The Red Cloud chief. (Red Cloud, Webster Co., Neb.) 1873-1923, May 06, 1892, Image 7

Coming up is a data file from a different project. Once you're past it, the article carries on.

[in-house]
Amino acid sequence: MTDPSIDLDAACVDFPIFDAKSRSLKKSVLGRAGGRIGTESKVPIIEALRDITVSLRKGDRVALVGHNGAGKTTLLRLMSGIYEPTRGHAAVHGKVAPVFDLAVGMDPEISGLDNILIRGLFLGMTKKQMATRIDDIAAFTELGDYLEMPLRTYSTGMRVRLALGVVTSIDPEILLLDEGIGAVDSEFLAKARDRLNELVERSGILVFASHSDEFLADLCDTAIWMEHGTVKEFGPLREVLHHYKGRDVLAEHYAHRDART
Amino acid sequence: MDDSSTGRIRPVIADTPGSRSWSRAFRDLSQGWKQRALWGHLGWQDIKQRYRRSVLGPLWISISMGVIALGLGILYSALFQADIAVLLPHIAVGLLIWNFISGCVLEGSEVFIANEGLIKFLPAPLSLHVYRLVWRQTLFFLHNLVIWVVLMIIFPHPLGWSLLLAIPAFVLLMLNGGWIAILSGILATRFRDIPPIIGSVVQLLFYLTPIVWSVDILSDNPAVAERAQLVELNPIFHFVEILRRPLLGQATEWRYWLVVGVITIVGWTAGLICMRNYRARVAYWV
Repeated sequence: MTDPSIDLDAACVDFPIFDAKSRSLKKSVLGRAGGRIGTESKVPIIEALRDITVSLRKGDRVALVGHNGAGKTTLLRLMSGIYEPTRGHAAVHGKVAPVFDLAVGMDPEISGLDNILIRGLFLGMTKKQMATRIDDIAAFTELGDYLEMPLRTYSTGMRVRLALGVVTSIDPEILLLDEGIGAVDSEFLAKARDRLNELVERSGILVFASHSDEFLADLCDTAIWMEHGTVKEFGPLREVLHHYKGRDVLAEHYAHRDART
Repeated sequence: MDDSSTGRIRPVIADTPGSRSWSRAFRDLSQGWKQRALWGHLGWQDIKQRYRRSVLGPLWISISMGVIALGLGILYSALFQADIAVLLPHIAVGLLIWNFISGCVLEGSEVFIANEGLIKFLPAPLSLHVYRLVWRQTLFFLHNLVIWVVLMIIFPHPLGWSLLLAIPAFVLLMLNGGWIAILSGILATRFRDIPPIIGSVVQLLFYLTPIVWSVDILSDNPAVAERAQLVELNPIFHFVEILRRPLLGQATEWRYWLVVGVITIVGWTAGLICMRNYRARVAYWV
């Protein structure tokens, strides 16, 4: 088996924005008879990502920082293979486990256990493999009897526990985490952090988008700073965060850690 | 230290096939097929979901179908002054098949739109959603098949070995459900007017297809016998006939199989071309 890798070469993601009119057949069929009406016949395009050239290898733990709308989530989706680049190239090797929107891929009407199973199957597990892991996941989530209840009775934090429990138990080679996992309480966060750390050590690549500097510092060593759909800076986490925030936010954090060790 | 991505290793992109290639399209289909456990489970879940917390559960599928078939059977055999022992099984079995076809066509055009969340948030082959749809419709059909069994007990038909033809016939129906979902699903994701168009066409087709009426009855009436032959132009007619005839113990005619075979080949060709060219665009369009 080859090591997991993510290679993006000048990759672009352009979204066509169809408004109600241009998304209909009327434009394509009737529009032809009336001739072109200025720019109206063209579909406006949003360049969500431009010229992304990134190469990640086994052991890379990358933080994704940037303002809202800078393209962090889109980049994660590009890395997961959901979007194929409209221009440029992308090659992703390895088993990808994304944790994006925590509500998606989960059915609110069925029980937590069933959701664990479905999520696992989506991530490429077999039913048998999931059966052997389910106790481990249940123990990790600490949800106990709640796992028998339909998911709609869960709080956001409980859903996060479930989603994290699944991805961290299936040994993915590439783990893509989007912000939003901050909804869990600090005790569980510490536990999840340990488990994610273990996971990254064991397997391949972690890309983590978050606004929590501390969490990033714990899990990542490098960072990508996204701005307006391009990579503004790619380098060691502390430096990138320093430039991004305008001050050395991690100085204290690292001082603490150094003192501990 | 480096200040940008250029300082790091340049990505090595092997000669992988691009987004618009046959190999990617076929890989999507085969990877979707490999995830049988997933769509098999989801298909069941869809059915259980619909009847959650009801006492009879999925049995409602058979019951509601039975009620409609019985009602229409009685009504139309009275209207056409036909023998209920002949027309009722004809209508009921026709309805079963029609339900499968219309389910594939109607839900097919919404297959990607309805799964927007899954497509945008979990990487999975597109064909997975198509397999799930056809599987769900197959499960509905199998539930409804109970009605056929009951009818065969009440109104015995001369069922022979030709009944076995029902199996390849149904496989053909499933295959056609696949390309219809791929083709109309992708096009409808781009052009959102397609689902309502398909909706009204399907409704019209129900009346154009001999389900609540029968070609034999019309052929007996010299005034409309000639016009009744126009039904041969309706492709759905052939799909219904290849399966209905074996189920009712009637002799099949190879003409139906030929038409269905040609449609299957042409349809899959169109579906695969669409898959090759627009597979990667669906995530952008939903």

r"i5iil . .&. .-J?' - - -.i ,- W4f 4i. FIRM RESOLUTIONS. i People of Solomon County Wyo., Are Incensed. CIIEYEXXE PAPERS ARE BOYCOTTED. The Reply or Car. Rarber to the Demand Made I'poii Him Friends of the Stock men Aro ltusy Affair in a Dis turbed Condition. CiiErnxNn, "Wyo., April 80. Gov. Barber has made an extended reply to the demand of the sheriff of Johnson county for the prisoners of war. The executive says he has every reason to believe that the persons of the stock men would be unsafe in the section from which they were brought under military protection after the failure of tho expedition. The governor is very decided in his views, and claims that he is well advised. Deputy Sheriff Roles and his assistant, of Johnson count3 declare that the fears of violence to the stockmen are groundless, and say they would ask for a continuance of military protection. The opinion here is that while the accused may be compelled to visit Johnson county, it will be some time before the trip is made, and every imaginable effort will be made to avoid it. The Buffalo reso lutions surprised everybody, and ene mies of the stockmen say this break is the only error of the rustlers and their friends. Gov. Barber is declared a traitor to his people. It is mentioned that "we view with suspicion citizens of Johnson county who patronize tlie two dailies that upheld the stock oommis bion and denounced rustling." The resolutions guarantee the convic tion of stock thieves on prima facie evi dence. Letters from secret agents and others indicate that the north is still in a greatly disturbed condition. A cry for vengeance fills the air. One other newspaper has been suppressed. This is the Sheridan Post, at the capital of the countj- adjoining Johnson. Its editors refused to publish resolutions similar to those adopted at Buffalo. A dozen men who signed the denunciation of the state authorities have written Gov. Barber that they were forced to fall in line. The mayor of Sheridan has a fight on his hands for refusing to sign. It was Sheriff Angus who circulated the report that in Frank Canton's valise was found a list of seventy Johnson county citizens marked for dath- Be fore leaving MeKinney 3Ir. Canton se cured his property from the hhoriff. A reporter saw this famous list. There are in the book twenty-two addresses of friends, business-and personal, in Chey enne, Omaha Chicago, St. Paul, St. Joseph and St. Louis. Tho names of people given by Angus are not on the list at all, and there is nothing to indi cate the nature of the memorandum to be anything but privates notes. There is nothing else in the little book. Gov. Barber has his hands full, and the attorneys on both sides and friends of the stockmen are very busy. At the fort the prisoners when not engaged with visitors are passing the time pleas antly. They have baseball nines, box ing gloves, and a piano will be added to furniture. A wire message from Tinney snvs tlie wounded Texan in the hospital there is improving, but is not yet out of danger. The following are the resolutions adopted by tlie settlers of Johnson county: Kesolved, That the action of Acting Governor Amo A. Uarber, in permittlnR an armed body of men to enter this state in violation of the constitution of Wyomintr. preventing the use of the btatc militia by sheriffs of the fecveral coun ties in violation of tho statutes of Wyoninc, in removing civil prisoners under the etcort of the United States army without apparent cause from the scene of their crimes, brand him. tho said Amos W. Uarber, as a traitor to his people. Resolved. That c view with suspicion any citizen of Johnson county who continues ta sup port the Cheyenne Sun and Cheyenne Tribune either by advertising in either or subscribing to the publications. Kesolved, That the continuance of range cat tle business in Johnson county within lepal lines is compatible with the best interest of tho country, that the free range is open to all who lawfully desire to use it and that all cattle companies who desire to range their oattlo on the beautiful ranges of our county will not only le tolerated but protected as long as they aro willing to abtdc by the law of the land. Kesolved. That we detC6t stealing in evcrr form and that we pledge ourselves now and hereafter to bring every thief to iustice in our courts against whom prima facie cridenoo of guilt can be produced. IJesohed, That a copy of these resolutions be sent by registered mail to the acting govern or of Wyoming, to Senator Warren and Sena tor Carey and to the president of the United "States. Kansas Den tin t. FonT Scott, Kan., April 30. The state convention of dentists which has leen in session here for several duys closed yesterday inornixg after a short business session. The following officers were elected to serve for the ensuing year: Dr. J. A. Rolerts, of Sabetha, president; Dr. C. E. Estcrly, of Law rence, first vice-president; Dr. L. M. Greeno. of Junction City, second vice president; Dr. J. P. Boot, of Kansas City, Kan., secretary; Dr. IL A. Wasson, of Ottawa, treasurer. Topeka was chosen as the place for the next meet ing. It will be the first week in April, 1S33. Another Shock In Cttllfornla. San- Francisco, April SO. An earth quake shock is reported as having oc curred at Vacaville, Esparto and Win ters shortly after 4 o'elock yesterday afternoon. The shock was strong at Vacaville, but no damage is reported yet. The vibrations were severe at Es parto, but no damage was done beyond the fall of some scaffolding. Some bricks are reported to have fallen at Winters and a man is reported injured. Suffocated lty Gas While Asleep. St. Paul, Minn.. April 80. S. S. Loewenberg and his wife were found lying dead in a room, having evidently been suffocated by gas. Investigation of the premises showed that the key in the gas jet did not work properly and that in turning off the gas it was very easy to turn it on again. A Stone club has been organized at Nevada. Mo., to boost; the gubernatorial claims of William J. Stone. IN MEMORY OF GRANT.' President Harrison Lays the Corner Stona of tho Grant Monument at New York Chaunrey -M. Depew Orator of the Day. New York, April 2S. Shortly after 3 o'clock President Harrison, with a golden trowel and in the presence of a large concourse of people, laid the corner-stone of the Grant mausoleum, the preparations for tho erection of which had taken seven years. Then Chauncey M. Depew delivered the oration. Preparations for the ceremonies had been fully completed. The pres ident and his cabinet, accompanied by their families, arrived last night at t)::50 o'clock and were driven to the Fifth Avenue hotel. The entire city presented a scene of unusual excitement. Tho streets were thronged with people. Vet erans in uniform and soldiers in brill iant garb were seen on all sides. The presidential party were escorted from the hotel toBiverside cemetery by troop A, CapL Charles G. Rowc com manding. Around the tomb where the dead general's body lay was assembled a concourse numboring thousands. Upon a platform erected upon the foundation of the mausoleum 'were the president, Mrs. Grant and other members of tho ft- 5. THE GRAT MONUMENT A8 .IT WILL BE WHEN COMPLETE. Grant family, the president's cabinet, Gov. Flower and staff, the chief munici pal officers of New York and Brooklyn, the 2,400 committeemen who had been so liciting subscriptions and other invited guebts, among whom were many sena tors and congressmen. Another plat form near by accomodated 300 members of the Loyal Legion and 3,000 seats J were placed, upon tne level swara soutn of tlie tomb for members of the Grand Army of the Republic All the United States troops in the vicinity were pres ent and the navy was represented by several men-of-war anchored in the riv er near the tomb. At 2 o'clock the services were opened with prayer, followed by a statement from president Porter of tho Grant Monument association. President Harrison. then moved for ward, was given a gold trowel by Superintendent of Buildings Brady and laid the corner stone, a massive block of Maine granite, so smooth and white that at a short distance it cannot be told from marble. It is six feet square and weighs ( just a little less than twelve tons. A hollowed cavity was in the under side, and in this was placed a box con taining tlie Declaration of Independ ence, the Articles of Confederation, a Bible, the Personal Memoirs of Gen. patriotic addresses, a new American ilac and many coins and medals com- ' memoraung events in tne jiie oi me re public and in that of Grant. The president's address was brief. Chauncey M. Depew then delivered an oration and the ceremonies were closed with salutes from the men-of-war an chored near and a banquet in the even ing. THE NEW COUNTRY. T a? a- -- xt- 1? .1 I Thirty Thousand Settlers Iteportod to Bo Upon the Cheyenne and Arapahoe I.aud;. Guthrie, Ok., April 28. Gov. Seay yesterday returned from the Cheyenne and Arapahoe reservation, having spent a week in the saddle, and in that time witnessed a 4,000,000 acre tract of land change from a primeval wilderness to a farming community, thickly dotted with homes, and flanked by a half score of busy, growing towns. No where else on earth has such a transformation taken place. Thirty thousand permanent residents are now building homes where a week ago was nothing but the Indian and the prairie dog. The governor is perfectly satisfied with the perfection of all ar rangements of the opening, and is proud of the people of Oklahoma and the en tire west, because of the great respect for law and order shown by all through out the exciting scenes of the opening. Up to the time of his leaving the reser vation yesterday he had been unable to learn of any trouble of any kind, and further reports received to-day make it absolutely certain that not a hostile shot was fired, nor a singlo man wounded or injured during or since the opening. Col. Wade, commanding at Fort lleno, telegraphed last night, that all reports of conflicts between soldiers and sooners, and be tween different parties of settlers, have been thoroughly investigated and aro absolutely without foundation. Re ports from every connty seat state that business is starting out nicely; that all is quiet, and there has been no trouble of any kind. All this shows that, con trary to the general belief in the east, the people of Oklahoma and tho whole west are law-abiding. A Ilnttle With Tramps. Columbus, Ind.. April 28. Yesterday morning as the Panhandle freight went south two negro tramps boarded a car and took refuge behind a coal oil tank. They were ordered off, but declined to go, and when the trainmen persisted the trampsusedtheirrevolverSjfiringsevcral times. The trainmen thereupon began closing in upon them from both front and rear and several shots were ex changed. Some of the bullets passed through the clothing of the tramps and one of the brakemen was severely wounded. The tramps then jumped' from the flying train and rolled down a bank. CONGRESS. The Week' Proceedings Condensed Far Convenience of the Reader. Arren routine business In the senate on the 22d Mr. Hoar introduced a bill from the Judiciary committee to amend the revised statutes au thorizing the appeal to circuit courts In cases where persons convicted claimed to have acted under authority of any United States statute or of any foreign power. The urgency deficiency bill was further debated and passed. The Chinese bill was then considered until the close of the session The house further debated the report of the elections committee on the Nbyes Hockwell contested case from New York, the report being almost unanimous in favor of un seating Rockwell (dem.) and awarding the seat to Noyes, contesting republican. A vote was Anally reached and the majority report was re jected and Rockwell declared entitled to retain his seat by l'J8 yeas to 106 nays. At the evening session pension bills were considered. In the senate on the 23d Mr. Teller offered a resolution requesting the president to inform the senate what steps, if any, have been taken toward securing an international conference on free coinage of silver. The resolution was adopted, and the Chinese bill taken up and Mr. Teller addressed the senate in support of it. Pending further debate the senate adjourned. ....In the house a conference was ordered on the District of Columbia bill and a motion to expunge from the Record certain unparliament ary remarks of Mr. Walker (Mass.) developed no quorum and the house adjourned. The senate on the 23th resumed consideration of the Chinese exclusion bill and the debate continued until 4 o'clock, when a vote was taken on the substitute to the house bill reported by the foreign relations committee and It was adopted by a vote of 43 to 14 and the hill as amended passed and a conference asked. Tho bill continues ten years all laws prohibiting Chinese coming to this country. All Chincso or descendants of Chinese Illegally found In this country aro to bo returned to China or to the countries of which they are citizens.... When the bouse met the resolution (pending at ad jornment Saturday) expunging certain re marks of Mr. Walker (Mass.) from the record was taken up, the pending question being tho motion of Mr. Reed (Me.) to table the resolu tion. No quorum appeared, as tho republicans refrained from voting. Tho motion to table was finally rejected and in attempting to pass the resolution the quorum again disappeared by members declining to vote and the house ad journed. After routine business in the senate on the 2Gtli Mr. Coke spoke in favor of free coinage. Mr. Morgan's resolution being before the sen ate. Mr. Daniel also spoke in favor of free sil ver. The army appropriation bill was then dis cussed. No action was reached. A communi cation was received from the president In response to Mr. Teller's resolution as to an In ternational silver conference. The president stated that it would be incompatible with the public interest to furnish the information at present. It was ordered printed and laid on the table for debate After tho passage of several private bills the house took up the regular or der, the expunging from the Record of remarks not uttered but printed by Mr. Walker (Mass.), but the house went into committee on the con sular and diplomatic bilL After consideration some time the committee rose, a conference was appointed on the Chinese bill and the house adjourned. The army appropriation bill was further con sidered in the senate on the 27th. and after a long speech by Senator Morgan the house pro viso which prohits payment for the transporta tion of troops over any of the unbonded lines owned, or controlled by the Union Pacific rail way was stricken out. The bill was then passed. Adjourned.... When the house met the Walker expunging resolution still had the right of way. but by unanimous consent the house went into committee of the whole on the diplomatic bill, but the absence of a quorum soon became apparent and the house adjourned. IN the senate on the 28th the resolution to pay the Choctaw and Chickasaw Indians their Interest on tho lands in the Indian territory (the Cheyenne and Arapahoe reservation) was taken up and Mr. Allison spoke against it. He wanted the whole matter recommitted. After considerable debate the matter went over and the senate adjourned until Monday.. ..The house, after doing nothing for awhile, went into committee of the whole on the diplomatic bilL but upon the first vote no quorum appeared and the house soon adjourned. HANGED AND YET ALIVE. A Remarkable Report Which Comes From Harrlston, Ml. New Orleans, April 29. The Pica yune's Harrison, Miss., special says: Coleman Blackburn stands to-day with out a rival for the strength of his neck. On the 20th inst. he was hanged for wife murder at Fayette and is reported now able to walk around his room and converse with friends. After hanging for thirty-six minutes and being pronounced dead by three of the local physicians, his supposed re mains were turned over to relatives for interment, who reside in Franklin coun ty, a distance of thirty-five miles over land. "While en route to the family burying ground, a scratching on the in side of the coffin was heard. The top of the cofflin was removed and the supposed corpse was found to be breathing. A local physician was at once summoned, and after treatment, the patient was pronounced out of danger. He was hanged by the new system and was jerked up fully six feet with a three foot drop. A QUEER OLD MISER. Said to no Worth Sl.000,000, Tet Lives In Abject Poverty. Owensboro, Ky., April 29. In the Daviess county circuit court for the third time a decree has been rendered against "Uncle Jerry" O'Calahan, the queer old miser and hermit of this city. Several years ago he became delinquent in the payment of taxes, and suit for collection was entered, which has been appealed and sent back for trial several times. The amount of tax due is about $3,000. His defense in the last trial was that his debts exceeded his possessions. One item of his alleged indebtedness was a loan of 30,000 to him in 1SC5 by a man named Conrad, whom he sayshc cannot locate and has not heard from in seven years. O'Calahan is the owner of property worth 51,000,000, yet he lives in abject poverty. The court directed that an execution be issued for the col lection of tax due on his property in this city. Dcenlne Said to Have Confessed. Melbourne, April 29. The Standard says it is in position to announce with out reserve that Deening has confessed to his lawyers and the doctors who ex amined him that he committed the ma jority of the "Jack the Kipper' crimes in the Whitechapel district of London. To Be Burled Between Two Husbands. Atchison, Kan., April 25. Mrs. E. J. Goss, who died Saturday in Rochester, O., will be brought to Atchison and buried between two of her former hus bands in Mount Vernon cemetery. She was the wife of J. N. Bridgeman, who died here. Later she married F. L. Perkins, who also died in this city. Both husbands were buried here. After ward she married Goss, who is still liv ing. Before she died she requested that her body be buried between the graves of her former husbands and the strange request will be complied with. Mrs. Goss owned a farm in Atchison county. A REMARKABLE LETTER." A Prominent Professional Man's Extraor dinary Statement. N. Y. Sun. To the Editor: Sm As my name and face have appeared in your paper and tho pub lic prints lately, and as many of my profes sional brethren are wondering at it, I feel it only just that I should make an explana I tion. The statement published over my name was made ten years ago, after long and mature investigation, and I have never chanced my mind as to the facts then j stated. At that time I said, as a physician, I that I believed Warner's Safe Cure was tho best of all known preparations for the troubles it was advocated to cure, and Itay to itilL I know it Is considered tho proper thing for tho medical profession to decry proprietary and other advertised articles; but why should they do so? As the late Dr. J. G. Holland, writing over his own name In Scribner's Monthly, said: "It is a fact that many of tho best propri etary medicines of tho day are moro suc cessful than many physicians, and most of them were first discovered or used ia actual medical practice; when, however, any per son knowing their virtue and foreseeing their popularity secures and advertises them, in tho opinion of tho bigoted all vir tue went out of thetn." Dr. Holland was nn educated physician, an unprejudiced observer, and ho spoke from a broad and unusual experience. Pro prietary medicines should not be decried. I Tho evidcuoes of their valuo are over whelming. I have seen patients recover irom gravei, iniiumuiuuiu ui iub ui.uiuor and Bright's disease after using Warner's Safe Cure, even when all other treatment had failed. 1 make this frank and outspoken state ment in the interests of humanity and bo cause I know it to be true. I trust for tho samo reason you will give it to tho public. Respectfully, It. A. Gunn. No. 124 West Forty-Seventh street, New York, March 1. An Incredulous Professor. Tom Anjcrry, a student at the univer sity of Texas, applied to Prof. Snore for permission to be absent. "I would like to be excused from my geography lesson this afternoon as I want to take my sister out riding. The old professor, who is no fool, looked at the young man over the top os his spectacles and said, slowly: "Want to take your sister out riding, i do you? Is she any relation to you?" Texas Sif tings. Company Manners. """ Mr. Black What kind of a woman is Mrs. Green? Mrs. Black I'm sure I don't know. Mr. Black But you've been at her house a number of times. Mrs. Black Yes; as a visitor. Yankee Blade. A New Name. "This is the hardest lot of criminals I ever saw," said the inspector. "They don't any of 'em seem to regret being here." "No," returned the warden. "That's why we caU it the impenitentiary." Judge. Tacnn is moro Catarrh in this section oi the country than ull other diseases put to gether, and until the last few years was supposed to be incurable. For a great many years doctors pronounced it a local disease, and prescribed local remedies, anl by con stantly failing to cure with local treatment, pronounced it incurable. Science has proven catarrh to be a constitutional'iTis ease, and therefore requires constitutional treatment. Hall's Catarrh Core, manu factured by F. J. Cheney & Co., Toledo, Ohio, is the only constitutional cure on the market It is takon Internally in dosf3 from 10 drops to ateaspoonfuL It acts directly on the blood and mucous surfaces of the system. They offer one hundred dollars for any case It fails to cure. Send for circulars and testimonials. Address. F J. CnnscT & Co , Toledo, O. GySold by Druggists. 75c. A miss is as good as n mile. This is prob ably why a man doesn't feel the distance when ho lias pot a nico girl with him. Bingham ton Leader. Masked Venom. Does anybody imagine that he or she can breathe a'ir impregnated with malaria for anv length of time and yet go scatheless? if anvsuch there be let them incur the risk and then doubt The poison in disguise as surely enters the system as a doso of prus sic acid swallowed with suicidal intent Hosteitcr's Stomach Bitters is the sole re liable defense against tho malarial virus. Rheumatism, dyspepsia and constipation are remedied by It. "WnEN a man's best and engaged girl has thrown him nverhnnrJ he is all at sea N. O. Picayune. m "A. B. C. Bohemian Bottled Beer" Is a bright amber, mado oi mo purest man. Drink it American Brewing Co. StLouis. Or course a fellow is pushed for time when an officer hustles him lDto a peni tentiary. Binghamtou Republican. . Undeij all circumstances, under all condi tions, under all influences, Bradycrotme will promptly cure all headaches. 50 cents MARKET REPORTS. KANSAS CATTLE-Shlpping steers... CITY. April 29. ..$ 3 SO 4 40 .. 370 4 03 .. 2 03 Ci. 3 9J Native cows. HOGS-Good to choice heavy.. WHEAT No 2rcd fo. hard. ... .. CORN No. 2 OATS No- 2 RYE No. 2. FLOUR-Patcnts, per sack.... Fancy. HAY Baled BUTTER Choice creamery... CHEESE-Pull cream EGGS-Cholce BACON Hams. Shoulders.. Sides. ............... LAKD POOfc.S-.... .. .... .... ...... ST LOUIS. CATTLE Shipping steers Butchers' steers.... HOGS Packing. SHEEP Fa'1, to cbolce FLOUR-Choiee,, "WHEAT No. 2red. fQRl- O- ) A TS- O KYE-No. 2 BUTTER Creamery PORK CHICAGO. CATTLE Shipping steers HOGS Packing and shipping.. SHEEP Fair to choice FLOUR Winter wheat WHEAT No. 2 red. COK" iO m OATisO ..,.,.. Jl i liiiO BUTTER Creamery PORK NEW YORK CATTLE Common to prime... HOGS Good to choice FLOUR Good to choice WHEAT-Na 2red. OATS Western mixed BUTTER Creamery PORK 3 80 4 47'f !K &a S3 72 36 281 73 37 J9 M 2O0 223 1 91 1 9 550 053 21 33 9 10 1J 10 It 11 7X 10 8Ji 75 9 7.4 50 300 303 363 503 3 50 86 4 43 4 0) 473 053 4 13 85 38J 39 33 80 30 79 25 27 10 03 10 25 440 3-75 4 43 390 87 475 4 10 5 90 440 83 43 31 Ji 72 20 40X 31 J 73 23 9 go 9 ezn 400 4 90 493 533 350 500 97 1 00 494 5?V 31H 3S'f 20 29 9 50 10 03 The May Wide Awake Opens with a delightfully fantastic and oriental rhyme descriptive of the birth of the gamut It is by Theron Brown with a frontispiece illustration by Bur gess, and is called "Tho Bamboo Fife." The leading article of the number splen didly illustrated) is Adaline Fordham's stirring description of "A Mediawal Stronghold," the great French castle of Pierrefonds, which, dismantled by Richelieu, has been restored by the famous French architect, Viollet-le-Duc. Philip Bale's story, "A Grain of Sand," is one of the good things of the number. Mis Helen Gray Cone tells about "A Picture Book of 1789" Wil liam Blake's home-made and hand-made "Songs of Innocence;" Alexander Black has a unique sleeping-car story, "Upper Nine;" M. B. Ryerson contributes a charming story of a little studio girl, "Phebe Stout Sculptor." There is a bright story for Decoration Day, "Al most a Deserter," by Miriam Brastow, and a stirring ode for he same memori al occasion, addressed to American boys and girls "Decoration Day," by El bridge S. Brooks; Mrs. Emma Hunting ton Nason has a charming set of verses, "My Lady of Make-Belie ve;" Lieut Col. Thorndike gives in his series of One Man's Adventures, an account of bis "Getting Away from Gibraltar." "What is yonr husband doing now?" othinjr. He has been appointed to au office."-. Y. Press. Tlie Only One Ever Printed Can Ton Find the Word? There is a 3 inch display advertisement in tins paper, this week, which has no two words alike except one word. Tho same is true of each new one appearing each week, froai The Dr. Harter Medicine Co. This house places a "Crescent" on everything they make and publish. Look for it, send them the name of tho word and they will return you book, beautiful lithographs or sainpies free. The jan in the basement undersells his competitors ou tho street floor. Boston Transcript All Uorso owners should know what It costs to manufacture Harness and every thing on wheels. You will bo surprised to see what a line $00 Buggy cati bo made for S33: S20 Cart forSO-.V): siOO four-passenger Top Carriage ior $47.50; $75 Open Buggy for $27.50; $30 Double-team Harness for $12 50; $12 Buggy Harness for $4.75. Only good material used. Write 17. S. Bccar & CaktCo.. No. 3 Lawretico St, Cincinnati, O., for No. 3 free Catalogue, showing 74 kinds of vehicles and 44 kiuds of harness. The promising young man Is always In debt Galveston Itews. Cocons, lToAasEXESs. Soun TnnoAT, etc.. quickly relieved by Bkowk's Bronchial Tkociies. They surpass idl other prepara tions in removing hoarseness and as a cough remedy are preeminently tlie best. "Be careful of that pun !" "What Is the matter with it?" "It isn't loaded." Puck. People Are Killed by Coughs that Hale's Honev of Horehound and Tar would cure. Pike's Toothache Drops Cure in ono minute. Don't cry over spilt milk. Rush around and and the cat, Atchison Globe. Beeciiam's Pills aro a painless and ef fectual remedy for all bilious and nervous disorders. For sale by all druggists. Catarrh Remove the Cause. I was afflicted from infancy with Catarrh, and for ten years with eruptions on say fKm. I was attended by the best physicians, and used a number of Blood remedies with bo per manent relief. Mf UFE BECAME A BURDEN TO ME. for my case was declared incarabfe. I saw S. S. S. advertised, and took eight bottles, which cured me entirely, and I feel fik a new person. Miss JosiE Owen, Montpelier, Ohio. I was the victim of the worst case of Catarrh that I ever heard of. I was esrtiidy deaf in one ear, and all the inside of my nose, including part of the bone, sloughed oS. No sort of treatment benefited me, and physicians said "I would never be any better." A a last resort I took Swift's Specific, and it entirely cared me and restored my hearing. I have been well for years, with no sign of return of the disease. Mrs. Josephine Foumi Due Weit, S: C. S. S- S. cores Catarrh, like it does other Blood diseases, by eliaa ting the poison which causes it, Treatise on Blood and Skin mailed free. SWIFT SPECIFIC COMPANY, Atlanta, Ga. THE POT INSULTED THE KETTLE BECAUSE THE COOK HAD NOT USED SAPOLIO GOOD COOKING DEMANDS CLEANLINESS. SAPOLIO SHOULD be used in every KITCHEN. GOLD MEDAL, PARIS, 187a W. BAKER &C0.,S Breakfast Cocoa from which tho cxceai of oil has been removed, Js absolutely pure and it is soluble. No Cliemicals nrouwdln Its preparation. II baa more than three thntt the strength of Cocoa mixed with Starch, Arrowroot or Sugar, and la therefore far moro eco- I nomlcal, co i ting let than one I cent a cup. ltldcl'cIou,nour Ifeblng, t lengthening, zasilt dioesteo, and admirably adapted for Invalids a well as for persona In health. Sold by Grocer everywhere. WEAKER & CO.. Dorchester, tfais. f Tower's 3 Irpproved 'tXVJS O 5LICKER m Is Guarantee ii.. bsoluM Water. kW Stckmhm if .. M bcltteFBhBnn Q JylJL W 5oft Woolen ty SWatCll Oflll Collar. . Sn4hr A J. TOWER. Mf R. E0ST0N. MASS. dubfj FOLKS REDUCED Cv IStoSlbsv ffemadlec and no bad Bate. ffr elrrjjlir. "fl ?Imoril. jW1 Utw jrjflTZSKBjto victors ineatra wag. vsams this rim mrUMiMintt. Patents! Pensions Send (or Inventor' Guide or Bow to Obtain a Patent. Sen! for Diget ot PK.NtflSX BOTKTV LAW. aiTarnrnTmiTT WAtrHntnTmr ri n I aaaaa ma simt ij mwua, 'HPA I! SlUllil :y t rr- nn wrr ac n: With rates. Enamels, and Faints Tr&Mh the hands. Injure the iron, and burn off. tso rmm sen Ht htm Polish is Brilliant less. Durable, and the consumer pays Xsr as or class package with every purchase. I Kennedy's Medical Discovery Takes hold in this order : Bowels, Liver, Kidneys, Inside Skin, Outside Skin, Driving everything before it that oufM to be out You know whether yen need it or not. Sold by every druggist and mannfacturefi ty DONALD KENNEDY, ROXBCRY. MASS. THE i ANIVTOIir - i nun TONIC Will purify BLOODs rernlmt- KIDNEYS, rcmoTo Z.IVJTK Ulsoriler, build itrength.Teneir appetite, rraioro neaiia aatg Indigestion, thattireUfceU micausomieiyerauicaiea. Mind brightened, brals I mi A bones, nerves, lans- I IIIILt clc3, recmonewrorce. I Mlllr suffering from complaints t LHfJILlJ collar to their sex, nslnp It, find a safe, speedy cure. Returns rose bloom ou cheeks, beautifies Complexion. Sold everywhere. All genuine goods bemr "Cresecnu" bend usUcentstamp for a2-p pamphlet. Dl. HAITER MEDICINE CO., St loaii. M. BUNTING When you buy Flags yonv want the best. Government Standard is the best; the l largest flag dealers in the IL S. are G. W. SIMMONS & CO., Oak Hall, Boston, Mass. Dealers in Militarv Uniforms. Write for a. Flag Catalogue. FLAGS. EWIS'98LYE l POWDCTIED AND TtXFVMXB (PATENTED) The etronneit acd purest Ltb made. Unlikcothcrl.ye4lbelaaj a tlnepowdcrand packed in a cam with removable lid. tho contest aro always ready for use. Vi'IU . make tho best pcrfctned Hani. Soap In SO minutes uithovt boil ing. It U the best for cleansicff wasto pipes, disinfecting alniav. closets, washinp bottles, pabat. trees. etc PENNA.SALTR'rGCOl. Oen. Acta., Pblla. "av. ariima tiiu riputr ttm.jm. U. S. STANDARDtrJu: Best and Cheapest oa the Market. Live AGENTS Wanted la thicaacy OSGOOD & THOMPSON, Binghamtoa, ML K NEEDLES, SHUTTLES. Forall SewlncXachlae Staxdaiu) Coonx OnlT- MrheTrarfo HappileJL ena ior wnotevnie pncs KtfAIKd. llftl. ULELUCK JITD l. rocow JUU Locust StJULO y-SlXinns riPIX sy ta jm mtt A5D TUMORS t'UMS I no knife : Book razz. Drt. Gratigkt A Nosaaav. 183 Elm St. CladafiaKLOk. its TU8 TFATUimr tiMmvm. CHCinilC D in BIilmV disabled. Cre farts rhnwiwaw crease. ssytanezpcrteace.Ukwsi: A. w. cCuaaiCK a boss, niNUfiM, u. c j r.iixi this rirumr hm imtmii HYDRAULIC ELEVATOR &T8ScT3S particulars aaa Kansas City. Mo. particulars address Cookson UaiiufacturiBg Ca. Coaaaaaatlvea and people who have weak lanes or Astb-1 ma, should use PIso'a Care for I Consumption. It has eared thoasaad. It has not Injur-1 eaone. itisnoi osa iocas.e.1 it is tne dcsi cougn syrup. Sold everywhere, mse. A. N. K.-D. 1393 wars wirmc to asyeotibek fuju3 state that yea aaw the AeYertlaeaaca la aayetv f fegsi "OSGOOD" bSCALES GANGER -.! t K ?p$f?y"